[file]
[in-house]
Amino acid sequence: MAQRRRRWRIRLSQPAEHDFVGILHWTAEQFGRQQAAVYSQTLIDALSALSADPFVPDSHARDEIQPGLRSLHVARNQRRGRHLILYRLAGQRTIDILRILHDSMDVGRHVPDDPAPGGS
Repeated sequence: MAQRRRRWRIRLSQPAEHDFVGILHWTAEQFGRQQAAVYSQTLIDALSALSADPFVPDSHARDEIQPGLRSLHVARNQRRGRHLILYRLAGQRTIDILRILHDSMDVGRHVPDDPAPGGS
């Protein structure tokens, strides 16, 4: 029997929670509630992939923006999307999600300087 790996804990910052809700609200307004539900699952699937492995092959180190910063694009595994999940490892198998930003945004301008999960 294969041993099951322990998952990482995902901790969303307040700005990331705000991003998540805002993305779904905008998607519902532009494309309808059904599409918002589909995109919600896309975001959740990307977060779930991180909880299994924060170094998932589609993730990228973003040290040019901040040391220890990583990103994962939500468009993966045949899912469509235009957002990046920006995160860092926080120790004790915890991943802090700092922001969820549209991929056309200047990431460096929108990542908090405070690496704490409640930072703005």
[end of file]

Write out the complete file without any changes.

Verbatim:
[in-house]
Amino acid sequence: MAQRRRRWRIRLSQPAEHDFVGILHWTAEQFGRQQAAVYSQTLIDALSALSADPFVPDSHARDEIQPGLRSLHVARNQRRGRHLILYRLAGQRTIDILRILHDSMDVGRHVPDDPAPGGS
Repeated sequence: MAQRRRRWRIRLSQPAEHDFVGILHWTAEQFGRQQAAVYSQTLIDALSALSADPFVPDSHARDEIQPGLRSLHVARNQRRGRHLILYRLAGQRTIDILRILHDSMDVGRHVPDDPAPGGS
């Protein structure tokens, strides 16, 4: 029997929670509630992939923006999307999600300087 790996804990910052809700609200307004539900699952699937492995092959180190910063694009595994999940490892198998930003945004301008999960 294969041993099951322990998952990482995902901790969303307040700005990331705000991003998540805002993305779904905008998607519902532009494309309808059904599409918002589909995109919600896309975001959740990307977060779930991180909880299994924060170094998932589609993730990228973003040290040019901040040391220890990583990103994962939500468009993966045949899912469509235009957002990046920006995160860092926080120790004790915890991943802090700092922001969820549209991929056309200047990431460096929108990542908090405070690496704490409640930072703005």